Mark: We got to be careful; our heads are going to get really big.
Joe: I know, I know. Let’s talk about somebody who doesn’t have a big head but should, because he’s a really impressive guy. That’s Nathan Singh. He bought a multi-million dollar SaaS site for a million. He has also been a client. We sold his SaaS businesses before. You remember Nathan well, right?
Joe: Well, Nathan is one of the nicest guys, very humble. Former NASA scientist, NASA engineer, and turned entrepreneur. We worked together first on the sale of his business last spring, and then he purchased a multi-million dollar SaaS site I’ve closed in the fourth quarter. And in review, we’re sharing on this Podcast a lot of the things that he did right to make a great impression on the buyer, to out-negotiate all cash buyers to work with the SBA and lender to literally, quote, Nathan is one of my favorite clients of all times from the SBA lender, and the under writer as well. He instilled confidence in everyone all along the way that made him the choice to be the buyer that they approved him overlooking at other buyers as well, and he has just done a great job. Getting the business sold and then he talks a little bit about what he has done since purchasing the business including going on a three week vacation within three weeks of buying a multi-million SaaS business.
Mark: Wow that’s pretty brave! I don’t think I could’ve done that.
Joe: He had it planned, he took it and things went well, and they continue to go well.
Mark: That’s really good. So I’m excited to listen to Nathan. Nathan is generally, one of the nicest guys I’ve dealt with in 10 years, and I’ve dealt with a lot of nice people but he rises at the top of the list of one of the nicest guys. I’m excited to see him in the video, because I don’t think I’ve ever met him in person. Also, more importantly, listen to what he has to say.
Mark: Let’s go to it!
Joe: Hey Nathan welcome to Quiet Light Podcast! How are you today?
Nathan: I’m doing well, thanks for having me.
Joe: Excellent man! We haven’t chatted for a while. I know you’ve been traveling so welcome back. Listen, we’ve talked about this briefly but the tradition on the Quiet Light Podcast is that we don’t read scripts and do flowing introductions of our guests. We’d rather hear it straight from you so, for the folks that are listening today, can you share some background on yourself as an entrepreneur and where you come from?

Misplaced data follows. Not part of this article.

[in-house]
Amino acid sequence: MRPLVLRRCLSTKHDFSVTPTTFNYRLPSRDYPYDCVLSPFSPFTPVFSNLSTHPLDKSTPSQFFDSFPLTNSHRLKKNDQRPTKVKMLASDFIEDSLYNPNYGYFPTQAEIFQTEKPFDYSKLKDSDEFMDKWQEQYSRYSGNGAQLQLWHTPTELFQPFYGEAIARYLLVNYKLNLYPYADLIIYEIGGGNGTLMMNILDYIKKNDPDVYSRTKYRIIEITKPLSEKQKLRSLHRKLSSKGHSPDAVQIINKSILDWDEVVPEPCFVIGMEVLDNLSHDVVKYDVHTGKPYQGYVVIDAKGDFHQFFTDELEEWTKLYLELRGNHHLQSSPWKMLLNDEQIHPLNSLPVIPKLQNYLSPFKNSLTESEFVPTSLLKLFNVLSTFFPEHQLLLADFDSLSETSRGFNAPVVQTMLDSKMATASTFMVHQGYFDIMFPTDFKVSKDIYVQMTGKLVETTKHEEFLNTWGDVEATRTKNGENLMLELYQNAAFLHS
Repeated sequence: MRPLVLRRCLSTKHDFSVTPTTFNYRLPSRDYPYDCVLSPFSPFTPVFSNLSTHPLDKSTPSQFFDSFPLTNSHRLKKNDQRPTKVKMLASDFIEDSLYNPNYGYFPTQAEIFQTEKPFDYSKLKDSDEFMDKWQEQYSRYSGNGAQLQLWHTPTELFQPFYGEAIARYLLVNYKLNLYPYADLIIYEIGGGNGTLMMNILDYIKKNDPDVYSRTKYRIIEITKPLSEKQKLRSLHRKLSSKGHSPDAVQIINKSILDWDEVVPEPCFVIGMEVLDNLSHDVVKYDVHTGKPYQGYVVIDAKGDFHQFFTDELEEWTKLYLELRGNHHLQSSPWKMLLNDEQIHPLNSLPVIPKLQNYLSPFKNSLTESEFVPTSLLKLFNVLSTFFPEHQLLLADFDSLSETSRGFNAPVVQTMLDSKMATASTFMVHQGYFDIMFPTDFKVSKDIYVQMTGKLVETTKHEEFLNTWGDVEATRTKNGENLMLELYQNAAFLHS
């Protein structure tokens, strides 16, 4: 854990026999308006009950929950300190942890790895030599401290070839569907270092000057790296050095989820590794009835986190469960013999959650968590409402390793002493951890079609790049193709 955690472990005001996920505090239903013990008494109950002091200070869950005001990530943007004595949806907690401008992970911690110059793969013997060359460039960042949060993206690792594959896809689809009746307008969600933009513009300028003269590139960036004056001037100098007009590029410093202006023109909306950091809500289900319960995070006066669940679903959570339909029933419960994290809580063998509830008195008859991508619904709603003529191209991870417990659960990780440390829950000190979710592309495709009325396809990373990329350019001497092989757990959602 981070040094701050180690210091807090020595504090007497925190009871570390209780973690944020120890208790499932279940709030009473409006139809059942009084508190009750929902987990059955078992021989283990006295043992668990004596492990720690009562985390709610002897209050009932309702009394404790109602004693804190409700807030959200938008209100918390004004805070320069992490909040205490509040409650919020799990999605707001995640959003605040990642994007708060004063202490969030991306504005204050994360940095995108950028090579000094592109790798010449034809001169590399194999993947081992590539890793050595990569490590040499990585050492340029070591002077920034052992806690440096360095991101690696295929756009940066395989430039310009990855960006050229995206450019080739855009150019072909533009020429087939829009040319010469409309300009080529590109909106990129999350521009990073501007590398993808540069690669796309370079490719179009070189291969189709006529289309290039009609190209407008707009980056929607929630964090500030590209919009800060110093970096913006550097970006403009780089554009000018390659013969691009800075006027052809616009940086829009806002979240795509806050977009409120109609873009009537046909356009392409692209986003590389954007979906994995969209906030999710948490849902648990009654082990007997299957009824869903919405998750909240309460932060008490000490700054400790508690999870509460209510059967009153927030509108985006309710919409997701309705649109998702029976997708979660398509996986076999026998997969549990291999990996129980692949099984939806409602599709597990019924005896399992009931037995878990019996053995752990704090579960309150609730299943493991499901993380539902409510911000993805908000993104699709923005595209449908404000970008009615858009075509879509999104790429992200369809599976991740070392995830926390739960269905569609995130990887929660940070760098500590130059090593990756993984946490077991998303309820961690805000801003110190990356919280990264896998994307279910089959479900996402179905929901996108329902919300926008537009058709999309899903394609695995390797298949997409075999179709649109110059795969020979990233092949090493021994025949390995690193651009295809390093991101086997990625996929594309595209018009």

Nathan: Yes sure. So, before I was even an entrepreneur, I started off doing software engineering, and mostly high level stuff on requirements and project management. Work on department of defense for a couple of years and then moved on to their space operation. So while I was there, I really got the bug, for trying to start my own business that we knew we have an idea what I was going to do, but I just happen to run across somebody who was selling an app and basically started his app and it was a screenwriting program called Scripts Pro, brew that out for a couple of years and then it got acquired, and I was like “I want to do this again” so it just rings and repeat. After that I had an online ordering platform called Order Zen and had the same with that. At that time was actually easy to broker. So I brew that out till what I can do, and then we got that acquired, of course with a seller for that one. Pretty much after that, we became very tight, and I monitored your listings specifically, very closely, and then we came across the listing for Envira Gallery and that’s kind of have [inaudible 0:05:57] Basically, that’s pretty much the background that I had since industry extinct and that’s why I [inaudible 0:06:02] it over to this senior entrepreneur acquisitions have been online businesses.